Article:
Also, sentencing judges have often dismissed the consideration of mitigating factors depending on their perception of the crime despite there being no basis in the law for dismissing the relevance of such factors. It points to a deeper gap — that there has been no real guidance on how judges must go about assigning weight to aggravating and mitigating factors, and how they should approach weighing one factor against another.

What is mitigation, and what are mitigating factors?

A criminal trial has two stages — the guilt stage and the sentencing stage. Sentencing happens after the accused has been found guilty of the crime; this is the stage where punishment is determined. Therefore, anything presented or said during sentencing cannot be used to reverse or change the finding of guilt.

It is a fundamental tenet of criminal law that sentencing must be individualised, i.e, in the process of determining punishment, the judge must take into account individual circumstances of the accused. It speaks to a very intuitive sense of justice that all our decisions and actions result from a complex interplay of various factors concerning our lives, and the emphasis is that such interplay is different for each individual.

The idea of mitigation is to give practical application to considerations of culpability and deservedness that are crucial to the moral idea of punishment. Justice would be an incomplete idea if criminal law was incapable of considering an individual in all their complexity and the various factors that contributed to a set of decisions and actions in their lives.

Who can collect all this information?

The Supreme Court has recognised that it is important to collect this complex interplay of information sentencing is to be done in a proper manner. The judgments in Santa Singh (1976) and Mohd Mannan (2019) have recognised the interdisciplinary nature of such an exercise, and that it requires professionals other than lawyers to collect such information.

The task is not something lawyers are trained to do — that is the reason the American Bar Association’s 2003 Guidelines for the Appointment and Performance of Defence Counsel in Death Penalty recognises the role of a mitigation specialist with a clearly defined role that goes beyond what lawyers can do.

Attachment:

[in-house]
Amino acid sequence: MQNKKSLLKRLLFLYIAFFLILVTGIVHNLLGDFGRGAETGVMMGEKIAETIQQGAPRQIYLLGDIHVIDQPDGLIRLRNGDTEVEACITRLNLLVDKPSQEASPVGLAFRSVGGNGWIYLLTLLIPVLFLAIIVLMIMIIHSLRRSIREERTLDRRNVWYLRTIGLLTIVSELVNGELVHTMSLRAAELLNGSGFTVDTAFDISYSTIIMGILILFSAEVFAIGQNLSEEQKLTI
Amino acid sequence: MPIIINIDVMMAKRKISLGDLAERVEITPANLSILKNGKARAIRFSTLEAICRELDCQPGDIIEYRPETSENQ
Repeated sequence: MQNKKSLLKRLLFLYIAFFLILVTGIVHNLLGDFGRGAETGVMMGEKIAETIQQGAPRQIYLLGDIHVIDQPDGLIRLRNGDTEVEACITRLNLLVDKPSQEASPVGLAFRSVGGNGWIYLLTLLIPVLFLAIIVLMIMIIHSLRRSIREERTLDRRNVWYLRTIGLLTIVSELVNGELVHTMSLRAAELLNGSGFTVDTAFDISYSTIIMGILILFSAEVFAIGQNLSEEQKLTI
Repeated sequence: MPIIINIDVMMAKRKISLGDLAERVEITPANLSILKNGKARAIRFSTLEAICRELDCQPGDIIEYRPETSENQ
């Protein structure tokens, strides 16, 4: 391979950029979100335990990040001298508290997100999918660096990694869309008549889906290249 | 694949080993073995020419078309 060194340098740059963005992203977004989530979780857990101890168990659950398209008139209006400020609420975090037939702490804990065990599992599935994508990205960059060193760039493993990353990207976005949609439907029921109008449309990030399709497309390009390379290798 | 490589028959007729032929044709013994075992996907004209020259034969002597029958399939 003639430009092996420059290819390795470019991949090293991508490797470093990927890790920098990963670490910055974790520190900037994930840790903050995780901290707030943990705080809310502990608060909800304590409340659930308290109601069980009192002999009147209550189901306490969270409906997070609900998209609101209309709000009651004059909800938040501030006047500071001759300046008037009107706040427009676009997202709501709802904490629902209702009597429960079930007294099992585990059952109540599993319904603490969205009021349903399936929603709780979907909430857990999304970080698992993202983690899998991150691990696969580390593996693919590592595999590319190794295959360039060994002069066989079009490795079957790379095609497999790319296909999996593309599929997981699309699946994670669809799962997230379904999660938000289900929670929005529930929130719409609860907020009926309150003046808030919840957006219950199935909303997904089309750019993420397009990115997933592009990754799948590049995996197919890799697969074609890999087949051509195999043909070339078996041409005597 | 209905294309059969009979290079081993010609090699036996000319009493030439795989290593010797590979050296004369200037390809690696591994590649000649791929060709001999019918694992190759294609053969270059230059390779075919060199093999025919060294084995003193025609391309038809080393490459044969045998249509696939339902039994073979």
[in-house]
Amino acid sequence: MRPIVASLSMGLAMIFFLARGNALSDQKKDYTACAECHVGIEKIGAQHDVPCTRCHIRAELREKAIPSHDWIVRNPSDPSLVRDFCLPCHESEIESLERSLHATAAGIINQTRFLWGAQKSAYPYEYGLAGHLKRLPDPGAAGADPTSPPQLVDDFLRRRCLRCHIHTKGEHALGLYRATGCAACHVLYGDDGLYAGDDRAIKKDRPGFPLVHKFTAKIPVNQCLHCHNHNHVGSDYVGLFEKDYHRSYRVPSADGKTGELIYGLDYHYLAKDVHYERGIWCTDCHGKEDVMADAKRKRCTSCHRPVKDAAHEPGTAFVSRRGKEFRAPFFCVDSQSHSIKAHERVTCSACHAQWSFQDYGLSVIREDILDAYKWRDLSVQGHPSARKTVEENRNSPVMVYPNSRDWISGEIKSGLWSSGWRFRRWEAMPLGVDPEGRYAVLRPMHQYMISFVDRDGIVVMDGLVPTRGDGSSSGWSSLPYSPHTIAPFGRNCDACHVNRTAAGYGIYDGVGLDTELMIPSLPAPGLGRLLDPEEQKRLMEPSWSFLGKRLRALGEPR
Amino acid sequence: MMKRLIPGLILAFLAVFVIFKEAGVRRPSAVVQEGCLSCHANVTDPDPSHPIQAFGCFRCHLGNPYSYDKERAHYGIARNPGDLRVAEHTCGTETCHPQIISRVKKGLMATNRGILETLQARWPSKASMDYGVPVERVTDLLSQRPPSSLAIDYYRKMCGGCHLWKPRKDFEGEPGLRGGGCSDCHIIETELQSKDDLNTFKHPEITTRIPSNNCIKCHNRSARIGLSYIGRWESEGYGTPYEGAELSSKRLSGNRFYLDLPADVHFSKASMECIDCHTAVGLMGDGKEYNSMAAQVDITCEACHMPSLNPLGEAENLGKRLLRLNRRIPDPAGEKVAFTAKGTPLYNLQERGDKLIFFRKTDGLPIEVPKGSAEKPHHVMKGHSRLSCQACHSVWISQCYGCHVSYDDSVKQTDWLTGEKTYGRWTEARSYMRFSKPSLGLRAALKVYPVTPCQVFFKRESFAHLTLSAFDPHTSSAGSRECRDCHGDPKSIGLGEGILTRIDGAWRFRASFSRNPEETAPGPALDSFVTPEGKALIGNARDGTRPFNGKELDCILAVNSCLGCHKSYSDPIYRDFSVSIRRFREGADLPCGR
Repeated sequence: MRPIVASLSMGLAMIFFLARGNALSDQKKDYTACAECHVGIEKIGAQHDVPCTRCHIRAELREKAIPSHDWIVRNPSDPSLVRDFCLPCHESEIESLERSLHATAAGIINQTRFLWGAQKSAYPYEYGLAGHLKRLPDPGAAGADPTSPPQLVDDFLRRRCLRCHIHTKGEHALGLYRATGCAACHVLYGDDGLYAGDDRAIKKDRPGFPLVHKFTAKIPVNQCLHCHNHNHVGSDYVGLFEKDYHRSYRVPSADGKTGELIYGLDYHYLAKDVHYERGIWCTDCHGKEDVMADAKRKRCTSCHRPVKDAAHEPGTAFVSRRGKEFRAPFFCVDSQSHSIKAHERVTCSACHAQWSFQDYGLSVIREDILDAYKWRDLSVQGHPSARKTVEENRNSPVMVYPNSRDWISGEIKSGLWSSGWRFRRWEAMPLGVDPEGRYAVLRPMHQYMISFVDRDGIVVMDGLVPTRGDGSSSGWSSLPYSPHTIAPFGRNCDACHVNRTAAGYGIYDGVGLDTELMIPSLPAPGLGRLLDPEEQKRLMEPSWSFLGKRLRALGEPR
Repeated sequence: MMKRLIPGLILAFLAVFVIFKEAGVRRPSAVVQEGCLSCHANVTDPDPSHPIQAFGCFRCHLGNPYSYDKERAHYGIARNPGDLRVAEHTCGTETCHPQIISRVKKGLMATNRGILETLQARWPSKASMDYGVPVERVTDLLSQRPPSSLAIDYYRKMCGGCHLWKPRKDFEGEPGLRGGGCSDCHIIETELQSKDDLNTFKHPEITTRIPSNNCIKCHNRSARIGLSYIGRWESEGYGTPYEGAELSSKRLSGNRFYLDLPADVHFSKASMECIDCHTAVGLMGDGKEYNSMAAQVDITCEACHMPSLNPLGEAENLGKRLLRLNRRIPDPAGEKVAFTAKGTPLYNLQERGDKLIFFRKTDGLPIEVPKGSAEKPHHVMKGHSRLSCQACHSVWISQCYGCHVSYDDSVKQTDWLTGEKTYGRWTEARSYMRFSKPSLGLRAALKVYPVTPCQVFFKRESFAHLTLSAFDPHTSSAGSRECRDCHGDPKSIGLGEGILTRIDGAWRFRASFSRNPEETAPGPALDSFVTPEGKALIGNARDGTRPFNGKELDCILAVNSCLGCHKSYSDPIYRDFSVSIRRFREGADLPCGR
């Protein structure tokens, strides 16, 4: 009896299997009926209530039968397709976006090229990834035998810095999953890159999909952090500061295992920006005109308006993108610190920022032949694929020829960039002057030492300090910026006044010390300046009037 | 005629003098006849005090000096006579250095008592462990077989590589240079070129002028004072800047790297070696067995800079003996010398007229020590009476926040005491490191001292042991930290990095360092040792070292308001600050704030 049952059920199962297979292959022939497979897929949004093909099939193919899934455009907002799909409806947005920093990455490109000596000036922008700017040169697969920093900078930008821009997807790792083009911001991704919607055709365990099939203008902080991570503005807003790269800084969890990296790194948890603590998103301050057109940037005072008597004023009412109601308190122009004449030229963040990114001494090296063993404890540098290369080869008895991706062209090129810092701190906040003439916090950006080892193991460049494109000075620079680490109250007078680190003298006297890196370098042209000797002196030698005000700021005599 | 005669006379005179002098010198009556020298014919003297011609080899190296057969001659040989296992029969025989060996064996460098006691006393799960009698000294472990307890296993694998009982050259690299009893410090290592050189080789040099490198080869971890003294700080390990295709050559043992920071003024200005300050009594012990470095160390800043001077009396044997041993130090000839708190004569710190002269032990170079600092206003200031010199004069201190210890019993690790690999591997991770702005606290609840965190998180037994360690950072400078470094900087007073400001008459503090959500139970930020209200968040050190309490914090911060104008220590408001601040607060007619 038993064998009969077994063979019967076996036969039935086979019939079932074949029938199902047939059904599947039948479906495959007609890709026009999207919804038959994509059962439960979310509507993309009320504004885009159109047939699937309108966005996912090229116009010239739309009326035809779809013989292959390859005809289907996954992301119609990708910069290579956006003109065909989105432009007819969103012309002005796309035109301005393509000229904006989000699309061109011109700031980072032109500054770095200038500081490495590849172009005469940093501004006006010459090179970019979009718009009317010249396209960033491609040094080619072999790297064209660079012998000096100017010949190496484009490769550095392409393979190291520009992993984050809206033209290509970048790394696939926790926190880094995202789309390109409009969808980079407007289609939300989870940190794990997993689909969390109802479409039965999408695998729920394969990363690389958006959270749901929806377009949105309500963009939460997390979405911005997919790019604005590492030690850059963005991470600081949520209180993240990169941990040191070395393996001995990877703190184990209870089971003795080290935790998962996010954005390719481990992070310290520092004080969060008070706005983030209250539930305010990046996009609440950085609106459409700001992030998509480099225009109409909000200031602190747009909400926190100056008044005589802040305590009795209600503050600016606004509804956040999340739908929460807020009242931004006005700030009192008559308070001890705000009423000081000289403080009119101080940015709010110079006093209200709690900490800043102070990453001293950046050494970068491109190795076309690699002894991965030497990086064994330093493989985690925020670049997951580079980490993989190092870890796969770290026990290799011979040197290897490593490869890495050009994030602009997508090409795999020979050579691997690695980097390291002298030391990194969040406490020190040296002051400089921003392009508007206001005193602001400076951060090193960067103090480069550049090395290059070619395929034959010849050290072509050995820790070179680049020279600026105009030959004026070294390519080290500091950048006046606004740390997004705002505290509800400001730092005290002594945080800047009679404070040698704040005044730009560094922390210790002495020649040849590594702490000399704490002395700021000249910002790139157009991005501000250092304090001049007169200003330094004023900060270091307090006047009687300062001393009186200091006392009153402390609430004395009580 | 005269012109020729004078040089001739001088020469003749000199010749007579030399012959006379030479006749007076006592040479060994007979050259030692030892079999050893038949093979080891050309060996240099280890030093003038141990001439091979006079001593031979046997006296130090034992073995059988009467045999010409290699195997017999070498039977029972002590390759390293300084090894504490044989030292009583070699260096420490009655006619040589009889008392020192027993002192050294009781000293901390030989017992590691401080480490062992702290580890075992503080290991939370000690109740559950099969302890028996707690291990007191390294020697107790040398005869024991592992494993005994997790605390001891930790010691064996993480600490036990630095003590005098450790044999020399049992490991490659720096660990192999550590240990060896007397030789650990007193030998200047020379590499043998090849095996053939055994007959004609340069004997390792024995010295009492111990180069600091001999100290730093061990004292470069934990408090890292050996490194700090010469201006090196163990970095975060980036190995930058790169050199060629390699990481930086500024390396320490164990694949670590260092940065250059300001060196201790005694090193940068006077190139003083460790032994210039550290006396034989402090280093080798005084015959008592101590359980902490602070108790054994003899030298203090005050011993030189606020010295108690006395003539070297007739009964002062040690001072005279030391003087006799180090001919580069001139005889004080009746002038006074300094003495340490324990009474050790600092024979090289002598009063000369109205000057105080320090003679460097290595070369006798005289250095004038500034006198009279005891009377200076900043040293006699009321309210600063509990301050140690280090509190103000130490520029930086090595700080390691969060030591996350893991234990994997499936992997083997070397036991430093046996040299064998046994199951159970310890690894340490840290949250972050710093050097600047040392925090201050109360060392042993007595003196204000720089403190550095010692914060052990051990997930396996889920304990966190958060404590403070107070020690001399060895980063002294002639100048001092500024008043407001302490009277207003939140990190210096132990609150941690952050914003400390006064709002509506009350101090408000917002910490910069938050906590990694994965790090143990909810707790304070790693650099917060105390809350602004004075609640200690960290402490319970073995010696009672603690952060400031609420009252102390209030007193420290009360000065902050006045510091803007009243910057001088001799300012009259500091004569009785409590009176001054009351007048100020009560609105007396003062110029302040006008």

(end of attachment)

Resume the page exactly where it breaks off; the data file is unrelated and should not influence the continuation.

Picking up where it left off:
Is this practical in India’s justice system?

There must be a very high degree of fairness in a system that is interested in subjecting individuals to the experience of death row, and ultimately taking lives through the instrumentality of law. With that as the starting point, the criminal justice system needs to do all it can to ensure that systems are created for procedural fairness.

The question we need to start with is: “What does fairness and individualised justice require in death penalty cases?” We cannot start by asking the “practicality” question and then define the requirements of fairness/ individualised justice accordingly.

Can procedural reforms address the broader concerns with the death penalty?

Justice Harry Blackmun who served on the United States Supreme Court for 24 years (1970-94) started out being a strong votary of the death penalty, and was part of decisions to restore the death penalty in the US. For most of his time on the Bench, Justice Blackmun tried to bring in procedural reforms to make the American death penalty system fairer.

But ultimately, in his last year in the court, he declared that efforts to reform the death penalty had failed, and that it was impossible to achieve the required fairness. “I no longer shall tinker with the machinery of death,” he famously declared.

The paths of reforming the death penalty on the one hand and abolishing it on the other, go alongside each other for a very long distance. Every instance of engagement on reforming the death penalty throws light on the inherent unfairness of using the death penalty, especially in a system like ours.